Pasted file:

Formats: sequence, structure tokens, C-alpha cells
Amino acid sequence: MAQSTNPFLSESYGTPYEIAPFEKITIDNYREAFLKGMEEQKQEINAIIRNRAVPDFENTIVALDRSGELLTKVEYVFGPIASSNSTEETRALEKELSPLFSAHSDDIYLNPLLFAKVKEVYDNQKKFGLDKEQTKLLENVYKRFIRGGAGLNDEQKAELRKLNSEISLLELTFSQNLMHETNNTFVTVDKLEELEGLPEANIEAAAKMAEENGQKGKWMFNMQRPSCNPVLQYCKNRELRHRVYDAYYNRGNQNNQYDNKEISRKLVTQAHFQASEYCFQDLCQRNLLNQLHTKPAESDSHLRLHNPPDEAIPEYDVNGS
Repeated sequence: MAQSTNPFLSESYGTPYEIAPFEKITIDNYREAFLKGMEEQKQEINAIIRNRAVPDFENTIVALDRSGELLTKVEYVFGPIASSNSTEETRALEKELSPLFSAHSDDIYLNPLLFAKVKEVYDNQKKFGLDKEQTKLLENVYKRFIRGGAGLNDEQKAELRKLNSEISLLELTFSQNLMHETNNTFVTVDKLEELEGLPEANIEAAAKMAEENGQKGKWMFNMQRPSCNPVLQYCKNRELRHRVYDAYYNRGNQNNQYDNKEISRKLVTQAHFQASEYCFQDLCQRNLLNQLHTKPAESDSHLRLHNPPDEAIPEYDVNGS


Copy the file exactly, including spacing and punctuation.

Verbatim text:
Formats: sequence, structure tokens, C-alpha cells
Amino acid sequence: MAQSTNPFLSESYGTPYEIAPFEKITIDNYREAFLKGMEEQKQEINAIIRNRAVPDFENTIVALDRSGELLTKVEYVFGPIASSNSTEETRALEKELSPLFSAHSDDIYLNPLLFAKVKEVYDNQKKFGLDKEQTKLLENVYKRFIRGGAGLNDEQKAELRKLNSEISLLELTFSQNLMHETNNTFVTVDKLEELEGLPEANIEAAAKMAEENGQKGKWMFNMQRPSCNPVLQYCKNRELRHRVYDAYYNRGNQNNQYDNKEISRKLVTQAHFQASEYCFQDLCQRNLLNQLHTKPAESDSHLRLHNPPDEAIPEYDVNGS
Repeated sequence: MAQSTNPFLSESYGTPYEIAPFEKITIDNYREAFLKGMEEQKQEINAIIRNRAVPDFENTIVALDRSGELLTKVEYVFGPIASSNSTEETRALEKELSPLFSAHSDDIYLNPLLFAKVKEVYDNQKKFGLDKEQTKLLENVYKRFIRGGAGLNDEQKAELRKLNSEISLLELTFSQNLMHETNNTFVTVDKLEELEGLPEANIEAAAKMAEENGQKGKWMFNMQRPSCNPVLQYCKNRELRHRVYDAYYNRGNQNNQYDNKEISRKLVTQAHFQASEYCFQDLCQRNLLNQLHTKPAESDSHLRLHNPPDEAIPEYDVNGS